The process is triggered by various phenomena taking place on the planet, ranging from slow-moving ice bodies in the glacial mountains, to landslides caused by earthquakes.
Types of Soil Erosion
Soil erosion is broadly categorized into different types depending on the agent which triggers the erosional activity.
Water erodes and transports soil particles from higher altitude and deposits them in low-lying areas.
The best example of structures formed by wind erosion are mushroom rocks, typically found in deserts.
The best examples of this are landslides, slumps, and soil creeps. While landslides and slumps happen within seconds, soil creep happens over a longer period.
What Causes Soil Erosion?
Faulty farming systems, deforestation caused by overgrazing, clearance of land for agricultural purpose and construction, dam construction and diversion of the natural course of rivers, and mining activities weaken the topmost layer of the crust directly or indirectly, thus making it vulnerable to excessive wearing away by various agents of erosion.
The tree roots, for instance, help in holding the soil together, so the depletion of vegetation cover is bound to make soil vulnerable to erosion by running water.
Gradient of Slope: Gradient of the slope is an important factor when it comes to soil erosion. In fact, erosion and gradient have a direct relationship. The steeper the gradient, higher is the rate of erosion, and vice versa. This factor plays an important role in water erosion, glacial erosion, and gravitational erosion.
Soil Properties: The vulnerability of a piece of land to soil erosion depends on the physical and chemical properties of the soil. Different types of soil have different physical and chemical properties.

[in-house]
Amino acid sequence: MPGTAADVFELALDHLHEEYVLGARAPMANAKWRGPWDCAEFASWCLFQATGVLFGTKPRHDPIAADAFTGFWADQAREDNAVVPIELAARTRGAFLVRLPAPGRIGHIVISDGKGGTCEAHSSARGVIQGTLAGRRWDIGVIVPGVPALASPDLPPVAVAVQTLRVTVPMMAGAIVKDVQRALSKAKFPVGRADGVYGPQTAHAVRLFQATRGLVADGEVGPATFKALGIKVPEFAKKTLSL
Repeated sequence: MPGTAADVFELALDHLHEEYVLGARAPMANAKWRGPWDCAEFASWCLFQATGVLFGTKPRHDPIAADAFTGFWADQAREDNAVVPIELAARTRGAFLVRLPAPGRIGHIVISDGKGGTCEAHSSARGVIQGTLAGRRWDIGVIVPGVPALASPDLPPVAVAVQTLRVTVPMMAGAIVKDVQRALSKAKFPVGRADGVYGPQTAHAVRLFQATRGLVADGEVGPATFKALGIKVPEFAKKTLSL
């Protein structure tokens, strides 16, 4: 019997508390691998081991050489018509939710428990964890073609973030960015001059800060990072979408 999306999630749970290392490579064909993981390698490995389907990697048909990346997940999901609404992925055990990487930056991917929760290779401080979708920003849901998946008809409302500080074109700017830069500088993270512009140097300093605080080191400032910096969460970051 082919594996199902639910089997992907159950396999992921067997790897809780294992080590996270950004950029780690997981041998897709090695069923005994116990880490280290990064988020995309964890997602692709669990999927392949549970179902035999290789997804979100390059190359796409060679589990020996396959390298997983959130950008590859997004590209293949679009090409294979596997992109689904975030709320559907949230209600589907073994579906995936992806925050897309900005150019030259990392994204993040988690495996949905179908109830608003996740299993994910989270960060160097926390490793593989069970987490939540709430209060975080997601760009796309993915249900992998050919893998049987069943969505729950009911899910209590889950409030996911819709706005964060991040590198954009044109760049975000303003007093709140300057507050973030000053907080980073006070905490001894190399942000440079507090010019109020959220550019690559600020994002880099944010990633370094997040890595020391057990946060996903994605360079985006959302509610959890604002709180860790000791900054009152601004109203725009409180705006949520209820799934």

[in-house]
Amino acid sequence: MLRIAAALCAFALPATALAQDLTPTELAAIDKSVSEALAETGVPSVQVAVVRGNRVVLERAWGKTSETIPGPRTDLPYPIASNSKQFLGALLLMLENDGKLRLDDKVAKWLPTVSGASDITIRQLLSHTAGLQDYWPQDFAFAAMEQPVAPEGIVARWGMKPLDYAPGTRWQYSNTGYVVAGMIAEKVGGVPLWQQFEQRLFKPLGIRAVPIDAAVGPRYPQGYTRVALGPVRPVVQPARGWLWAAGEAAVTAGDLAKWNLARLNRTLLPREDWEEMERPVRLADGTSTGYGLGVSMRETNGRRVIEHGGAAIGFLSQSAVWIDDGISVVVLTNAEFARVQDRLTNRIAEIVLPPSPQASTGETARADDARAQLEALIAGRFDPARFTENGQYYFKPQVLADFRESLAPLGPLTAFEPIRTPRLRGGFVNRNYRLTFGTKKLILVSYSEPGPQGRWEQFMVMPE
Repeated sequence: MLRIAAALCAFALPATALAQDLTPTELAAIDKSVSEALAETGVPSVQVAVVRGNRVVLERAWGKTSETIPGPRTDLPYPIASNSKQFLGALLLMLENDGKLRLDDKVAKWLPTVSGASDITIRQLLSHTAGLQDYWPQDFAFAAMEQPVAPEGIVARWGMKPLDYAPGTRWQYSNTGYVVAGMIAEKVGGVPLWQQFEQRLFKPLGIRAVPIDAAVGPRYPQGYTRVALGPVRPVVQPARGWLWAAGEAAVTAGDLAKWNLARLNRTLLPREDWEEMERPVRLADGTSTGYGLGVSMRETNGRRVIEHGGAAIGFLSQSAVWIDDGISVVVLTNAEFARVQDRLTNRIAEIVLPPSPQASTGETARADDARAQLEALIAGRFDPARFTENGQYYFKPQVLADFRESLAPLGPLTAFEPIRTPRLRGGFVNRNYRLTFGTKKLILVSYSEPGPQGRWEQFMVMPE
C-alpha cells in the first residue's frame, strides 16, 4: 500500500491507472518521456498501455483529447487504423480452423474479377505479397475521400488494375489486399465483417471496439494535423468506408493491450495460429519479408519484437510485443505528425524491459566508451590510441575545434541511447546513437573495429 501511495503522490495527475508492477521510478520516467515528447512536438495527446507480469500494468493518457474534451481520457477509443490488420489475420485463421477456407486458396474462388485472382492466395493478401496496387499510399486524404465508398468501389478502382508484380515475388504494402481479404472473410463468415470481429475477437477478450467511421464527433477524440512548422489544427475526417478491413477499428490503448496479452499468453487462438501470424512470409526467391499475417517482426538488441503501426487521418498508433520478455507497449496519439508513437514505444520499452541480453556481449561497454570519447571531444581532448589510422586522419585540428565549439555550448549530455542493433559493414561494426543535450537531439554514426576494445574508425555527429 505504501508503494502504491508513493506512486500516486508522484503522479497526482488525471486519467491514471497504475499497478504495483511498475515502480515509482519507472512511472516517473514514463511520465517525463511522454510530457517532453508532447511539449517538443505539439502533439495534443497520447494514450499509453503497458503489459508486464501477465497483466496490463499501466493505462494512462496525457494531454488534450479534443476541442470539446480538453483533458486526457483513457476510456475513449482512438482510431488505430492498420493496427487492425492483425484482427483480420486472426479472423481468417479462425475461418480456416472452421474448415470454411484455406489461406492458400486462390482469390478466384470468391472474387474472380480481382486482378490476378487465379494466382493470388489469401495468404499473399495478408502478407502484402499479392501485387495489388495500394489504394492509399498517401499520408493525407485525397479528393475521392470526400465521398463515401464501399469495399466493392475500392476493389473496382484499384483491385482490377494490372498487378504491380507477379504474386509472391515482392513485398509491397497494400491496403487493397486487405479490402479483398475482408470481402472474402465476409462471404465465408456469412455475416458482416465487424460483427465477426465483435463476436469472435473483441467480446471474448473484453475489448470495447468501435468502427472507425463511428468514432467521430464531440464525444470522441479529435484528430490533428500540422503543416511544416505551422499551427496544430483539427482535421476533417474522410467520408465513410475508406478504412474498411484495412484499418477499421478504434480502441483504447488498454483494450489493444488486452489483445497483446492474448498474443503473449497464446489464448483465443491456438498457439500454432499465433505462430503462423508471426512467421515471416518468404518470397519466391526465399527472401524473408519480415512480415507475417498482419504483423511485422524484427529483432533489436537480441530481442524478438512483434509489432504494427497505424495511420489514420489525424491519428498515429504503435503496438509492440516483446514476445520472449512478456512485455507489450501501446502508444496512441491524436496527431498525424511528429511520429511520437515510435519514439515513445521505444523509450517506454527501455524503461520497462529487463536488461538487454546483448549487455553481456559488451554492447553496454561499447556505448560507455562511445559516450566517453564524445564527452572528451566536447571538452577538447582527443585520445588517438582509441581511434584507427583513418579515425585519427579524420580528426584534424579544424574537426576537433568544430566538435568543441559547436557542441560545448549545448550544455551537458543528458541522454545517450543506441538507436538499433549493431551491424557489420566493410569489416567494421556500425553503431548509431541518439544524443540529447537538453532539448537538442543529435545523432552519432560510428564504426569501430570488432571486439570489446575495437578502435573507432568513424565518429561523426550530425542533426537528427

The texture, structure, water retention capability, etc., play an important role in determining whether the soil is susceptible to erosion by various agents or not. This factor is common in all the aforementioned types of erosion.
Water Flow: Hydrological cycle, the surface flow as well as underground flow, also plays a major role in the erosional process. Variation in the velocity and type of the flow determines the gradient of soil erosion. This is the major factor when it comes to water erosion and at times, even in the case of glacial erosion.
Climate: Climate determines the precipitation levels and wind velocity. More precipitation means more surface flow, and more surface flow means more area vulnerable to erosion by running water.
Similarly, if the wind velocity is high, erosion will also be high and eroded material will be carried farther. The climate factor plays an important role in wind and water erosion.
All the geographical processes occurring on the planet are inter-related, and a slight alteration in one results in a domino effect on all the process which are directly or indirectly related to each other. For instance, if soil cover is depleted, vegetation cover will deplete, which, in turn, will affect the food source for humans.
It's high time we understand the geological concept of soil erosion, and initiate soil conservation and erosion control measures. We have already induced major hazards such as climate change and global warming on the planet, and adding more will only mean adding to our own woes.